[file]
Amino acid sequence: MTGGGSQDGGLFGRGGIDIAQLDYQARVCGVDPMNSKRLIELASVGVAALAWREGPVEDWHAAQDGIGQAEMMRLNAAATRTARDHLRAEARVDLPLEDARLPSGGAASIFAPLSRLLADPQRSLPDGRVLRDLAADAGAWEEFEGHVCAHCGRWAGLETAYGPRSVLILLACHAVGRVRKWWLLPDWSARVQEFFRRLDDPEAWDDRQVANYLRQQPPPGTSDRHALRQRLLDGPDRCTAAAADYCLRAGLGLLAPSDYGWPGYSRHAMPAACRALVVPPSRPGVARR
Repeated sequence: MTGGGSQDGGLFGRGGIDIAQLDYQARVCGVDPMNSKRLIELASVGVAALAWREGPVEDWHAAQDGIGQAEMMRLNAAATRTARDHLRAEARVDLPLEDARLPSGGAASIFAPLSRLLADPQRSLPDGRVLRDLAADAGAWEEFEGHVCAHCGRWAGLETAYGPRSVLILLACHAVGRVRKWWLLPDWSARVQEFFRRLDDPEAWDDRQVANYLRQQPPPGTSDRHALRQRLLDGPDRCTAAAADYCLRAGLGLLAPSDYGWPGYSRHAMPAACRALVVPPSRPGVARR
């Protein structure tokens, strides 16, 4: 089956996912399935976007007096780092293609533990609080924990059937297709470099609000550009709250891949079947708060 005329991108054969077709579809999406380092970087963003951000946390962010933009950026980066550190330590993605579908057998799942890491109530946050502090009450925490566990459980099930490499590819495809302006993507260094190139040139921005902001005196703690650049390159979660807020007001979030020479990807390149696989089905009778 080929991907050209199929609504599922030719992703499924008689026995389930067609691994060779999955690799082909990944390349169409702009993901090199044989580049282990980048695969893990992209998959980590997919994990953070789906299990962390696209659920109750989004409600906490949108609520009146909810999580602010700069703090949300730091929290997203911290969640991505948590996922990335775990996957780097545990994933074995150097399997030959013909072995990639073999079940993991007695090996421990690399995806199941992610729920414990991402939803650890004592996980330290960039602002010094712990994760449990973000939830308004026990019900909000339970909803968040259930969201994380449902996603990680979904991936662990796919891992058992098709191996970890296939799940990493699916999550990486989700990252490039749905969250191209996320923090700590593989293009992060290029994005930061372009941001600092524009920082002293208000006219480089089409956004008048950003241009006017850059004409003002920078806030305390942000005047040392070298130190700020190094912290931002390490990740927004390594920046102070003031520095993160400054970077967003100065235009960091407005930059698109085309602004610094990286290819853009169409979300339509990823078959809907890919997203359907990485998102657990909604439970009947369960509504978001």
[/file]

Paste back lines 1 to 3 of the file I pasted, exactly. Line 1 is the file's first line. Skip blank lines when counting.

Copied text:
Amino acid sequence: MTGGGSQDGGLFGRGGIDIAQLDYQARVCGVDPMNSKRLIELASVGVAALAWREGPVEDWHAAQDGIGQAEMMRLNAAATRTARDHLRAEARVDLPLEDARLPSGGAASIFAPLSRLLADPQRSLPDGRVLRDLAADAGAWEEFEGHVCAHCGRWAGLETAYGPRSVLILLACHAVGRVRKWWLLPDWSARVQEFFRRLDDPEAWDDRQVANYLRQQPPPGTSDRHALRQRLLDGPDRCTAAAADYCLRAGLGLLAPSDYGWPGYSRHAMPAACRALVVPPSRPGVARR
Repeated sequence: MTGGGSQDGGLFGRGGIDIAQLDYQARVCGVDPMNSKRLIELASVGVAALAWREGPVEDWHAAQDGIGQAEMMRLNAAATRTARDHLRAEARVDLPLEDARLPSGGAASIFAPLSRLLADPQRSLPDGRVLRDLAADAGAWEEFEGHVCAHCGRWAGLETAYGPRSVLILLACHAVGRVRKWWLLPDWSARVQEFFRRLDDPEAWDDRQVANYLRQQPPPGTSDRHALRQRLLDGPDRCTAAAADYCLRAGLGLLAPSDYGWPGYSRHAMPAACRALVVPPSRPGVARR
């Protein structure tokens, strides 16, 4: 089956996912399935976007007096780092293609533990609080924990059937297709470099609000550009709250891949079947708060 005329991108054969077709579809999406380092970087963003951000946390962010933009950026980066550190330590993605579908057998799942890491109530946050502090009450925490566990459980099930490499590819495809302006993507260094190139040139921005902001005196703690650049390159979660807020007001979030020479990807390149696989089905009778 080929991907050209199929609504599922030719992703499924008689026995389930067609691994060779999955690799082909990944390349169409702009993901090199044989580049282990980048695969893990992209998959980590997919994990953070789906299990962390696209659920109750989004409600906490949108609520009146909810999580602010700069703090949300730091929290997203911290969640991505948590996922990335775990996957780097545990994933074995150097399997030959013909072995990639073999079940993991007695090996421990690399995806199941992610729920414990991402939803650890004592996980330290960039602002010094712990994760449990973000939830308004026990019900909000339970909803968040259930969201994380449902996603990680979904991936662990796919891992058992098709191996970890296939799940990493699916999550990486989700990252490039749905969250191209996320923090700590593989293009992060290029994005930061372009941001600092524009920082002293208000006219480089089409956004008048950003241009006017850059004409003002920078806030305390942000005047040392070298130190700020190094912290931002390490990740927004390594920046102070003031520095993160400054970077967003100065235009960091407005930059698109085309602004610094990286290819853009169409979300339509990823078959809907890919997203359907990485998102657990909604439970009947369960509504978001």